By Caleb Bahikaho
Dairy traders are losing over 8,000 litres of milk in sales every day due to the quarantine imposed on cattle movement and their products.
This follows an outbreak of the foot and mouth disease in Karuhembe and Kebision in Rukungiri two months ago.
Can. Charles Karikatyo, the chairperson of Rukungiri Cattle Farmers' Association, said milk production in Rukungiri has been between 8,000 to 10,000 litres every day.
“Cattle farmers in this district are in trouble since their income was only from cattle and their products; we are not only failing to get money for school fees for our children, but also for buying drugs to treat our cattle,” he said.
He said cattle keeping is an expensive venture because you need to buy drugs every week either for spraying against ticks or other diseases.
“We stand to lose our cattle since we cannot even sell one animal to get money for drugs. I appeal to the commissioner for animals to come to our rescue before things go out of hand,” Karikatyo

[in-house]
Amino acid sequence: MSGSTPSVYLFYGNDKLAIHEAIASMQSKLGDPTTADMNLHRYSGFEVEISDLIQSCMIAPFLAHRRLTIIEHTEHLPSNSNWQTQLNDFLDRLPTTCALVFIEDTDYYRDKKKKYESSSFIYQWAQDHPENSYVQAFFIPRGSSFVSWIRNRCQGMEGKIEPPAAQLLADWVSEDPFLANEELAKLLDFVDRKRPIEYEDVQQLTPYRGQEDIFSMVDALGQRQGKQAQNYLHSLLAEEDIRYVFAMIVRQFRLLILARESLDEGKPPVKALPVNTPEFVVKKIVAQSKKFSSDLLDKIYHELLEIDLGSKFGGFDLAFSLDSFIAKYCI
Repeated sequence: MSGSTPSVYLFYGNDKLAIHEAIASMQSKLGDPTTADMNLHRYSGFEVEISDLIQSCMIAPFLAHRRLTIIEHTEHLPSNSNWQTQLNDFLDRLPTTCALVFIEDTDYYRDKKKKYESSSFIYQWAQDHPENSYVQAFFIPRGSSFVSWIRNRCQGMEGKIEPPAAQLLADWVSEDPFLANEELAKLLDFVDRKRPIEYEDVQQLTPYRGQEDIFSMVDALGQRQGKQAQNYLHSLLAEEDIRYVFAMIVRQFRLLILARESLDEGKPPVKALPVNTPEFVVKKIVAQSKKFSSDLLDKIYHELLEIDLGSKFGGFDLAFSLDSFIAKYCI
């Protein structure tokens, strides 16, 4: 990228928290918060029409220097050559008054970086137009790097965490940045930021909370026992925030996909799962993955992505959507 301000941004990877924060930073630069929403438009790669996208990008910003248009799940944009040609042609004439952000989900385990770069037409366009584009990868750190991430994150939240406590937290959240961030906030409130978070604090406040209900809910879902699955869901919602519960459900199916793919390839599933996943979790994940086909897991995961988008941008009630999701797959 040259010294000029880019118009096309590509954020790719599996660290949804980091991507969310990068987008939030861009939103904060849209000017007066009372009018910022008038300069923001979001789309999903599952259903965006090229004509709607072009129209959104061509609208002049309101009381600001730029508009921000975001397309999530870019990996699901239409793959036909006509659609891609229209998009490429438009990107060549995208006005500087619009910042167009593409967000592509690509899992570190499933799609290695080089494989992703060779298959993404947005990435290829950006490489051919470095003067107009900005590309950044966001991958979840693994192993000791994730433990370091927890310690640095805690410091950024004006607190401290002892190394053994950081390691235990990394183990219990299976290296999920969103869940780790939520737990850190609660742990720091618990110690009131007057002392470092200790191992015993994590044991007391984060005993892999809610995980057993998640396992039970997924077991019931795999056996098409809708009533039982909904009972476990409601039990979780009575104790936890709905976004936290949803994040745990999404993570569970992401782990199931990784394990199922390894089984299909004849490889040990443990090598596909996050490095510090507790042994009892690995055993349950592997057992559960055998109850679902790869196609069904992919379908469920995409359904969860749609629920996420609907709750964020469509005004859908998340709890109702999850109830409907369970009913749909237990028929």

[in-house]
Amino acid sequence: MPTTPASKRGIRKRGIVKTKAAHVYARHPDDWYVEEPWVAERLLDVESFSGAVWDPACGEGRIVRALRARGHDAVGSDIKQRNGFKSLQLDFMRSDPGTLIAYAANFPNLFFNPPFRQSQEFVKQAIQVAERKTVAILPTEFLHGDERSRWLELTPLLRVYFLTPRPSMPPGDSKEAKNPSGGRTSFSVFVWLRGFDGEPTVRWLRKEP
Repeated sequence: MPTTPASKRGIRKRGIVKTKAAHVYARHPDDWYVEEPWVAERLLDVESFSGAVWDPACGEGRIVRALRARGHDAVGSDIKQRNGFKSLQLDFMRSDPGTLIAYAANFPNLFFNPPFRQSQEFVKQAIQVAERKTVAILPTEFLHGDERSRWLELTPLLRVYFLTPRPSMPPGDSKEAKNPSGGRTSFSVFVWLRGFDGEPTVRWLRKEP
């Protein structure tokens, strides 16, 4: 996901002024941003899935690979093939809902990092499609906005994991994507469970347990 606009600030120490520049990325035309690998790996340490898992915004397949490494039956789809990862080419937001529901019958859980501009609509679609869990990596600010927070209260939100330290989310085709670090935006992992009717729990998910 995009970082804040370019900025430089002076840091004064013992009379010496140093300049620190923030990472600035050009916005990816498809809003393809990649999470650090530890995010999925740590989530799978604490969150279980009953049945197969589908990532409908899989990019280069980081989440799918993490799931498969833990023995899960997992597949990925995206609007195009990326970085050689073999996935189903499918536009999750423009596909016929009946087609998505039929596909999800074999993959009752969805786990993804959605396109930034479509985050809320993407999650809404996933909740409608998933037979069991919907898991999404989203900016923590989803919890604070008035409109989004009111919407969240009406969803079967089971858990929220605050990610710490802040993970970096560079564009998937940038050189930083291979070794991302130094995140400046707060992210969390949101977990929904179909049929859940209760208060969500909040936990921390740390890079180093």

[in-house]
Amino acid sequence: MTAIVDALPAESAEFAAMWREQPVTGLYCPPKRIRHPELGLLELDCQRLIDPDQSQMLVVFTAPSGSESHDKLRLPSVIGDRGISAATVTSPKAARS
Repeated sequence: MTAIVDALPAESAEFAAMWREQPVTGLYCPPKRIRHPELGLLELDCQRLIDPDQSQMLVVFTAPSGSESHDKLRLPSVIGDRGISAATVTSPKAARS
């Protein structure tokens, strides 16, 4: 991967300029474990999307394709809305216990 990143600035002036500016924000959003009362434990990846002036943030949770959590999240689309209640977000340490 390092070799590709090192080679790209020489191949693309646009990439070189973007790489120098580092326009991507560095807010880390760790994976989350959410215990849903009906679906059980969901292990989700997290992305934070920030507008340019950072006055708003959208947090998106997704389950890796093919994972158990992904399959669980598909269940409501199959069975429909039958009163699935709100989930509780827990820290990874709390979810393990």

Eastern division chairperson, Deus Kasibayo said: “The quarantine has affected everybody in the district. Children in towns are fed on milk and meat. They are refusing to take black tea or eat groundnut sauce and beans because they are not used to them on a daily basis.”
He added that hoteliers no longer have beef or milk on their menu which is crippling their businesses.
The district veterinary officer, Dr. Johnson Ninsiima, said cows in Kebisoni Sub-county were vaccinated against the disease but they are not yet sure if the disease has been wiped out.
“I submitted the report to my bosses in Entebbe. I am just waiting for their response,” he said.
“The onus of lifting the quarantine is with the commissioner for animals after ascertaining that the disease is no more,” he said.
He added that controlling the outbreak is costly for the government which is why they want to be sure that it has been completely eradicated before lifting the ban.
He also said that milk from an infected cow spreads the disease fast. He said when such a cow's milk spills on the ground and it gets in contact with other animals, they can contract the disease within six hours.
Boaz Okwakunda, who owns a milk collecting centre at Karegyesa road Rukungiri municipality, said he was paying a farmer between sh600 and sh800 per litre when the production was low and high respectively.
He said that milk traders are in trouble since they don't have anything to feed their children on as they were relying only on dairy business.